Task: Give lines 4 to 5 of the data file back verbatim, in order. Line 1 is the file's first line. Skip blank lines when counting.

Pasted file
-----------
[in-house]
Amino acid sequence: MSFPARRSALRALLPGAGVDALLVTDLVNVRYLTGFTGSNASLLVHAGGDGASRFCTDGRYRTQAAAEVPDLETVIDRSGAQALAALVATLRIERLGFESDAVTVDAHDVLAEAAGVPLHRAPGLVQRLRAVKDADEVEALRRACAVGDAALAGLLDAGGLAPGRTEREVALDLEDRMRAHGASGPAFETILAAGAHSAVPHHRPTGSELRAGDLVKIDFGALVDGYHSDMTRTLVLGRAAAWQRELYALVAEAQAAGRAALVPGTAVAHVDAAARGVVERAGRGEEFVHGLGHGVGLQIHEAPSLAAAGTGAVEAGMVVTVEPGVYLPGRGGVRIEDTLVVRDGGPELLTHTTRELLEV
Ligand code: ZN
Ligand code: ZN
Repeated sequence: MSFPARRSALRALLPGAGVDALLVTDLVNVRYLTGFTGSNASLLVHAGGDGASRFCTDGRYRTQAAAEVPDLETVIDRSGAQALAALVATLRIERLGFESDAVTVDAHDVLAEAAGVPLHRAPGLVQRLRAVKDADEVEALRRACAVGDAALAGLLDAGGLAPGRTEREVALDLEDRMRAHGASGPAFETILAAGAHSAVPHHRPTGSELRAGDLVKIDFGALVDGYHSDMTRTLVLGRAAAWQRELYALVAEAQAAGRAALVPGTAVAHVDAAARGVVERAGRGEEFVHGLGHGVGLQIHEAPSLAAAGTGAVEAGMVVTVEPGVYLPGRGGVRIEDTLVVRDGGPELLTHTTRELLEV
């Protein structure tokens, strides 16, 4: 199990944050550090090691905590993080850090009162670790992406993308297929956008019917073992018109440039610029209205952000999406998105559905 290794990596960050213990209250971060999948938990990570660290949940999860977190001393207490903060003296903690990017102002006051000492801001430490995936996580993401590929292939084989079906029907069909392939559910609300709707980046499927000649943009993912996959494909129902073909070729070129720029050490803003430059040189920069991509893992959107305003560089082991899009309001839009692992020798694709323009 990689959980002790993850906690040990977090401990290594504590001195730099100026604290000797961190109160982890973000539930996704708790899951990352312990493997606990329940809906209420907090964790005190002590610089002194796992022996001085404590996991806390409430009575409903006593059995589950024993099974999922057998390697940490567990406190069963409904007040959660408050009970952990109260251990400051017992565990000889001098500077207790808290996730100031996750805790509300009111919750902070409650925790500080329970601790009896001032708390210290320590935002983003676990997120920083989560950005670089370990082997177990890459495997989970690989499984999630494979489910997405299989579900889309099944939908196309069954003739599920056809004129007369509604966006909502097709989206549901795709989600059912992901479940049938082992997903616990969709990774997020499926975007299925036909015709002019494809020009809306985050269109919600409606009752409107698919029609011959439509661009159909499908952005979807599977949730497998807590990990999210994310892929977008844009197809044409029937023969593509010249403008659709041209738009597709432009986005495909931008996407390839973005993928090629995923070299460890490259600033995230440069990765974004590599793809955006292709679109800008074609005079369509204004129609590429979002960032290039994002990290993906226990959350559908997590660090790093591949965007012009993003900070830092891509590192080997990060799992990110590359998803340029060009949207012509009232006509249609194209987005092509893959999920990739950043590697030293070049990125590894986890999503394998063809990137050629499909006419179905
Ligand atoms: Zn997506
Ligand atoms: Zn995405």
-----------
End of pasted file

Ligand code: ZN
Repeated sequence: MSFPARRSALRALLPGAGVDALLVTDLVNVRYLTGFTGSNASLLVHAGGDGASRFCTDGRYRTQAAAEVPDLETVIDRSGAQALAALVATLRIERLGFESDAVTVDAHDVLAEAAGVPLHRAPGLVQRLRAVKDADEVEALRRACAVGDAALAGLLDAGGLAPGRTEREVALDLEDRMRAHGASGPAFETILAAGAHSAVPHHRPTGSELRAGDLVKIDFGALVDGYHSDMTRTLVLGRAAAWQRELYALVAEAQAAGRAALVPGTAVAHVDAAARGVVERAGRGEEFVHGLGHGVGLQIHEAPSLAAAGTGAVEAGMVVTVEPGVYLPGRGGVRIEDTLVVRDGGPELLTHTTRELLEV